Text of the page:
New Member Interview: Postdoctoral Fellow Dada DOCOT - Tokyo College

New Member Interview: Postdoctoral Fellow Dada DOCOT

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In this blog series, we interview new members of Tokyo College. For this entry, we spoke with Dr. Dada DOCOT, a Postdoctoral Fellow who joined us this past August. 

Welcome to Tokyo College! Could you tell us a little bit about what you were doing before joining the College?

I am very glad to be here in Tokyo. I am very grateful for the kind and warm welcome of the Tokyo College staff who helped prepare my arrival here. I am a cultural and visual anthropologist whose research is focused on the Philippines and the Filipino diaspora. I am an assistant professor of anthropology at Purdue University currently on research leave to write articles about my current projects as well as my first book. The generous support and hospitality of Tokyo College is giving me the time to concentrate on my writing. I have also worked and conducted research in several places. I was Global Perspectives on Society Teaching Fellow at New York University Shanghai. I finished my PhD in Anthropology at the University of British Columbia and Canada. In fact, I finished my Masters in the Human Security Program at the University of Tokyo Komaba. It is wonderful to be back to Japan and reconnect with peers in my alma mater. 

Could you explain your current research project(s)?  

I currently have two main projects. The first one is a book project which discusses the effects of global migration in my hometown in the Philippines. The book is an ethnography of how everyday life – ritual, family relations, retirement, etc – has been transformed by migration as Filipinos are among the most mobile people in the world. Ten percent of the Philippine population live overseas and Filipinos can be found in literally all countries and territories globally in different occupations. Much of the literature focus on what happens to Filipinos in their countries of destination where they work and live. It is also equally important to investigate how the hometown is transformed by migration. 

The second project is about the effects of the COVID-19 pandemic on Overseas Filipino Workers. My research team interviewed over 50 Filipino migrant workers displaced and affected by COVID-19. The Philippines is seeing its biggest repatriation in its history because so many Filipinos have been displaced by the pandemic and they do not have often cushions to support their homecoming because of the precarity of their jobs abroad. On the news, we have also heard of Filipino crew stranded on the ships in Yokohama. There is also a disproportionate effect of COVID-19 on Filipino communities abroad because many Filipinos work in the healthcare industry as nurses and caregivers and are thus exposed to COVID-19 as frontliners. We have just finished our data gathering from the interview and have articles to write about the situation of Filipino migrants during the pandemic which we hope will be more widely known by the public.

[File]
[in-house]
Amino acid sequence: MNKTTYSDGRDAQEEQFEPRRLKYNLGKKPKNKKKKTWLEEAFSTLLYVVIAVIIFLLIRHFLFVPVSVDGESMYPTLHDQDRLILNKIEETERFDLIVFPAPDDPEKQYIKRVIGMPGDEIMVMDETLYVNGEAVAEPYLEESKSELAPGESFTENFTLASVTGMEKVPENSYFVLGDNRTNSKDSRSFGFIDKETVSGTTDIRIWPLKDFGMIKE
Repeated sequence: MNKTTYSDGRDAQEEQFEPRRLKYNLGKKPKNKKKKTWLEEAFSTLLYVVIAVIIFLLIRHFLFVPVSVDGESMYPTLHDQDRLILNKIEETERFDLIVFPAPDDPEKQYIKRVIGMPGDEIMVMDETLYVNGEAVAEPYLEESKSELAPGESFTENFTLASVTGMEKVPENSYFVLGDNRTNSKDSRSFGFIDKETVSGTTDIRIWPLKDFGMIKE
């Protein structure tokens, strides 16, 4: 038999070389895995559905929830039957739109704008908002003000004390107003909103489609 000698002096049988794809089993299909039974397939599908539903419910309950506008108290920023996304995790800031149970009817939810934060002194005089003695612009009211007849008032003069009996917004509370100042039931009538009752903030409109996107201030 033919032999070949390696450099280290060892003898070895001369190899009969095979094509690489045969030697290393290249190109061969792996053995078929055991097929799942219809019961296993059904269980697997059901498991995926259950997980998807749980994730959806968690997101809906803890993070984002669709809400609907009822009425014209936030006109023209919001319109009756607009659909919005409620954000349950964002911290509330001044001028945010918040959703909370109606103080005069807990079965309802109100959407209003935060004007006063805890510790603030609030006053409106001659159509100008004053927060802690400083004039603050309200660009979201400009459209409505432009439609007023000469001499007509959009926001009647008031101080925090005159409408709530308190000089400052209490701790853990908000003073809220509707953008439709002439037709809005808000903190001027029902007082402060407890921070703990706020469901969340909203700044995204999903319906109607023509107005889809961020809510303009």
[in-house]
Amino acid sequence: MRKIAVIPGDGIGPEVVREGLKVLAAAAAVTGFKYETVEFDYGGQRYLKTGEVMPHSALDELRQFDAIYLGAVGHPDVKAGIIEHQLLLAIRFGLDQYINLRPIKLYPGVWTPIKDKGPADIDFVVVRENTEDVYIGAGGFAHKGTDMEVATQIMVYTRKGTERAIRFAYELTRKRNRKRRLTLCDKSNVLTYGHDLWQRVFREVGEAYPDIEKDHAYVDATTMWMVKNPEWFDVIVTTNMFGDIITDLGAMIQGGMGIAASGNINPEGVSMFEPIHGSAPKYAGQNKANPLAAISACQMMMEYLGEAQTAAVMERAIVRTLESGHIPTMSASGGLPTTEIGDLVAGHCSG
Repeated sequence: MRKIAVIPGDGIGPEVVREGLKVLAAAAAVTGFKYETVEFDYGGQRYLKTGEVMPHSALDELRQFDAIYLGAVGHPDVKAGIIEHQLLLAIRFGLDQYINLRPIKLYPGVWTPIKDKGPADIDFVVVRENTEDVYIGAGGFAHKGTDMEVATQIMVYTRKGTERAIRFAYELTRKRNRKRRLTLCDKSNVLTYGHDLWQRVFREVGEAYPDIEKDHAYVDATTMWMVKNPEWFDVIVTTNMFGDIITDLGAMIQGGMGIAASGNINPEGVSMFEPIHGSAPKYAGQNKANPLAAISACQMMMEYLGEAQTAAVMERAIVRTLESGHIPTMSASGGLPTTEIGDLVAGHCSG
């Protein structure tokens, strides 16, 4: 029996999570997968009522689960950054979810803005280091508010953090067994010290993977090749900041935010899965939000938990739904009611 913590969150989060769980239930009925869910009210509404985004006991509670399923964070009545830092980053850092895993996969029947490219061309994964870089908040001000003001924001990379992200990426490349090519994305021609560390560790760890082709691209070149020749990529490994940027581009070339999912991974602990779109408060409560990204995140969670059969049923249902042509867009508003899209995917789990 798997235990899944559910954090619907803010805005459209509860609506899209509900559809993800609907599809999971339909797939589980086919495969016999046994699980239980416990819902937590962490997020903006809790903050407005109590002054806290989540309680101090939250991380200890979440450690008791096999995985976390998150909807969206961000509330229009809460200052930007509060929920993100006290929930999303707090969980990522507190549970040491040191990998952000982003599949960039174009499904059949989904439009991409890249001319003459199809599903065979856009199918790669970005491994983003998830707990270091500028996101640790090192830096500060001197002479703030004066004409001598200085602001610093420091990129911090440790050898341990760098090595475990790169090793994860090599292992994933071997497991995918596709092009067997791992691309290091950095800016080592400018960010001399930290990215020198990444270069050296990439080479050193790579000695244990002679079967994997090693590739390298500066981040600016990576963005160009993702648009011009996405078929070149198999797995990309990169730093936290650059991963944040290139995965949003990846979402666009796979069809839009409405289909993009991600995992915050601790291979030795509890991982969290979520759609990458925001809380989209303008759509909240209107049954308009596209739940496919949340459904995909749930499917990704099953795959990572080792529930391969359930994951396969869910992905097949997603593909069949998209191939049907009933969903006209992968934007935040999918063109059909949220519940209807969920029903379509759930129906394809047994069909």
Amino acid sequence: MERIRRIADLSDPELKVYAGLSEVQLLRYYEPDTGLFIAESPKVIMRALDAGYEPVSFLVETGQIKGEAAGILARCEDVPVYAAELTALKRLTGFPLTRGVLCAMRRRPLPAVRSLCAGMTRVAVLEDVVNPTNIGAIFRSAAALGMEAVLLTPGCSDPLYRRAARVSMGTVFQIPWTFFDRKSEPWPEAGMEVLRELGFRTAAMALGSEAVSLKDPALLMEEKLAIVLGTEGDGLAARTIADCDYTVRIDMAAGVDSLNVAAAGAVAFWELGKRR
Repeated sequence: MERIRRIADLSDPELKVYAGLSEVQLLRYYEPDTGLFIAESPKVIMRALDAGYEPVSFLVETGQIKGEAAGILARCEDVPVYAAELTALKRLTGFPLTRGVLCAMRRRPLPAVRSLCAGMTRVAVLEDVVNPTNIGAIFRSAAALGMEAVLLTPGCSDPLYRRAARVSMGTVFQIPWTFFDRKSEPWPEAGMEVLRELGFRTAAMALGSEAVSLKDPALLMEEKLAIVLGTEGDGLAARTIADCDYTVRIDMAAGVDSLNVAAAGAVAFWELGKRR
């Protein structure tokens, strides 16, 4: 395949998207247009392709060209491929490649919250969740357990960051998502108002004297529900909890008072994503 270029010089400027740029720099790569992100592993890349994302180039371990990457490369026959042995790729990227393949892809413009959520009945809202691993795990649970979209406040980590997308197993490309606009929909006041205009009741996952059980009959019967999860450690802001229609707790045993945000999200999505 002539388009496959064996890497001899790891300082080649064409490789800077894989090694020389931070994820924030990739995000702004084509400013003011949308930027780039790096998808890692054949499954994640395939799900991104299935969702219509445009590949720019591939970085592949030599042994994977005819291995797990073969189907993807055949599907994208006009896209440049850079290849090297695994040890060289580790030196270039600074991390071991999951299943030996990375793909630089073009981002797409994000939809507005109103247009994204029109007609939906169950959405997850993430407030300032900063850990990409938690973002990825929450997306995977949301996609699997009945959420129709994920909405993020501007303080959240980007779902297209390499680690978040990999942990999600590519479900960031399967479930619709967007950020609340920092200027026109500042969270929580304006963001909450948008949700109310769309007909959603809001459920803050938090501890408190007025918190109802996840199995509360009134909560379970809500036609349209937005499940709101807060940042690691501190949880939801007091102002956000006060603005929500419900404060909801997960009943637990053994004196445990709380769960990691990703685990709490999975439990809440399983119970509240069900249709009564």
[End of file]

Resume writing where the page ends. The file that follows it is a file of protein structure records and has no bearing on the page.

What are your goals for your tenure at the College? 

I would like to be able to complete the first draft of my first book while here at Tokyo College and also finish several drafts of articles on Filipino migrants. Because of the dedicated time for writing that I was able to get since my affiliation at Tokyo College in August 2021, I was to write and finish a peer-reviewed article that is coming out at the end of this year. This article is about the emergence of what are called “community pantries movement” in the Philippines during COVID-19 which is a transnational effort to redistribute resources through mutual aid.  

In terms of organizing a public talk, I am currently organizing a webinar with a friend, Dr. Tricia Okada at Tamagawa University to invite academics, Filipino migrant works, and journalists to a panel discussing updates about the situation of Filipino migrants in Japan, especially during the pandemic. As you may know, Filipino migration to Japan was very gendered as it links to Japan’s opening of jobs in its entertainment industry. Filipino migration to Japan has changed in the last decades. Filipinos have also come to teach English, and have recently arrived to work in the Japanese healthcare industry. There is a need to update the public on Filipinos in Japan. I am grateful for my affiliation with Tokyo College that is giving me time to work on these projects and advocacies.


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